Crash. Bang. Boom.
Monday, January 12, 2009
“Motorcycling’s dangerous.” I hear it all the time. Everyone from the check-out girl when I’m a helmet-donned customer at the grocery store, to the gas station cashier when I tell him I need $50 on pump 2… "And hurry it up, 'cause I’ve got motocross practice to catch at 9:00 a.m. sharp." But what the majority of non-motorcyclists don’t know is that when you wear the right gear, ride within your limits, and keep your wits about you, motorcycling can actually be safe. Yet if one of those elements is missing, you can be sure motorcycling’s most assumed outcome i.e. danger is near.
For me, it struck on my regularly scheduled Sunday night riding session at Starwest Motocross Park. If you’ve never ridden there, it’s a great local Southern Californian spot to put in some laps seven days of the week. Plus flood lights allow the fun to last until the wee hours of the evening. Problem was, on that night, I just wasn’t it feeling it. Maybe it’s because I’m tired of lapping on under-sprung 250Fs, or maybe it’s because I’ve become burned-out—having ridden some type of motorcycle everyday for the greater part of six months (I know, poor me)… Hell, maybe it was the cold 40-some degree weather? Whatever the case, the warning signs were all there and I was close to just packing it up and calling it a day, but I just wouldn’t and by doing so I lost focus on the most imporant task at hand—riding.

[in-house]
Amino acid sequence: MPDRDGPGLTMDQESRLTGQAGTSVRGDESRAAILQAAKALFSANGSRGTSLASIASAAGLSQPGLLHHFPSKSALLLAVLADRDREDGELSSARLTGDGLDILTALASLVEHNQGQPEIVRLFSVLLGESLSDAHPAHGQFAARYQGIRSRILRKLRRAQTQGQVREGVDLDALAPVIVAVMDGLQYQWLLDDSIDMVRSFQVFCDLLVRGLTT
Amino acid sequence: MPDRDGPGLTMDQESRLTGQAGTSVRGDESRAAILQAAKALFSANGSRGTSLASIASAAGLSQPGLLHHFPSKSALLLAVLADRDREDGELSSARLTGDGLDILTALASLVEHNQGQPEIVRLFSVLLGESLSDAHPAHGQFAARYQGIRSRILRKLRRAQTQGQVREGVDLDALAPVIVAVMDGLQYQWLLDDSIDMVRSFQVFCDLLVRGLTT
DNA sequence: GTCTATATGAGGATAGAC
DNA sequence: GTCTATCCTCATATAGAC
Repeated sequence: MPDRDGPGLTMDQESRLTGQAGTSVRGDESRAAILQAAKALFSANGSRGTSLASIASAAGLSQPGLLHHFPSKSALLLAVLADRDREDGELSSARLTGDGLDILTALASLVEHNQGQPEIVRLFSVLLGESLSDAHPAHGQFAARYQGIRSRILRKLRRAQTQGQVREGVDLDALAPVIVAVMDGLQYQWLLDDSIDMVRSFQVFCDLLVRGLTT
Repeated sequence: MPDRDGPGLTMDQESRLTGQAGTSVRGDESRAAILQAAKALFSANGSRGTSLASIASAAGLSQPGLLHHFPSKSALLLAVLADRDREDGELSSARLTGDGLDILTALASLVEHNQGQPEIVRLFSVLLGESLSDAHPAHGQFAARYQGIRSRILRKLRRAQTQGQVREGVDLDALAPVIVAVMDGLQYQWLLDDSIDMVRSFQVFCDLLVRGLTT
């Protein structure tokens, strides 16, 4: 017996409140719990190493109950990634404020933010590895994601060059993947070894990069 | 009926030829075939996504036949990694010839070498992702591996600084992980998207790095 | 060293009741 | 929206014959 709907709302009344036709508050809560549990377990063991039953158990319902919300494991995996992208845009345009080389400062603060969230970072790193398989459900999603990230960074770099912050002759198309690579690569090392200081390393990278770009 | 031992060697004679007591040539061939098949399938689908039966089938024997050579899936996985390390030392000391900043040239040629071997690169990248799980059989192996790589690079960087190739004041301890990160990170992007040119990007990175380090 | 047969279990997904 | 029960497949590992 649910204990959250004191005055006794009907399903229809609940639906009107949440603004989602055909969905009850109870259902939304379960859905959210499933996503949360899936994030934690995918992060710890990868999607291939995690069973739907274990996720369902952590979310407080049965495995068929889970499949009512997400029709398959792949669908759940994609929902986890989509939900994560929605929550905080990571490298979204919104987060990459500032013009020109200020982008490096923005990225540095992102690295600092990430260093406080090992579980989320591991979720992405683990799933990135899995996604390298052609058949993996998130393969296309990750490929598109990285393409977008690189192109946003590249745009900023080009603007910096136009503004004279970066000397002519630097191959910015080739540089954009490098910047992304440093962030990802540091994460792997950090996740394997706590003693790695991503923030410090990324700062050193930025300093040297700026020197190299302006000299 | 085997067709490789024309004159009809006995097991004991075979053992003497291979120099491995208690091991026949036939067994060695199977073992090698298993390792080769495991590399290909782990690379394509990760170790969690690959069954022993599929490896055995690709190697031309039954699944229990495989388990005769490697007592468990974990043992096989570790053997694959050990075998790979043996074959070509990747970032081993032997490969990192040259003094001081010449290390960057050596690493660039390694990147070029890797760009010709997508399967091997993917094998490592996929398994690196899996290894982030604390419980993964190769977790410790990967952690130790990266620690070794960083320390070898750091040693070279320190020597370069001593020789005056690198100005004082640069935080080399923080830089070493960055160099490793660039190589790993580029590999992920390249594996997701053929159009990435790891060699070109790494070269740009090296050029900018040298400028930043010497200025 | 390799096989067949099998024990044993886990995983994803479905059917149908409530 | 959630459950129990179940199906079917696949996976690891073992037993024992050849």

I awoke to a bunch of strange faces kneeling over me. My body was pinging with pain from everywhere. I glance to my right and notice that my arm has an unusual horseshoe shape. The paramedics arrive in what seemed like a flash and I’m enroute to the hospital
thoroughly banged up.
Since, a riding acquaintance and now friend, Chris Cole gave me the play-by-play on what happened. I crashed on an easy 60-foot double that I’d never give a second thought to. It’s that easy. So the only possible explanation for my accident was that I’d lost concentration, forcing a mistake.
Seven days later, I’m still busted up—bones creaking and back aching. But I’m thankful for my VFX-W helmet
, Leatt neck brace and trusty ol’ Astars Tech 10 shoes, which surely helped prevent additional injury. As I prepare to return back to the nine-to-five on Monday I ask myself, ‘so what have I learned from this?’ And the answer is as clear: Quit when the signs are there and even most importantly—always keep 100-percent concentration while riding or else you might be aching a lot like me.
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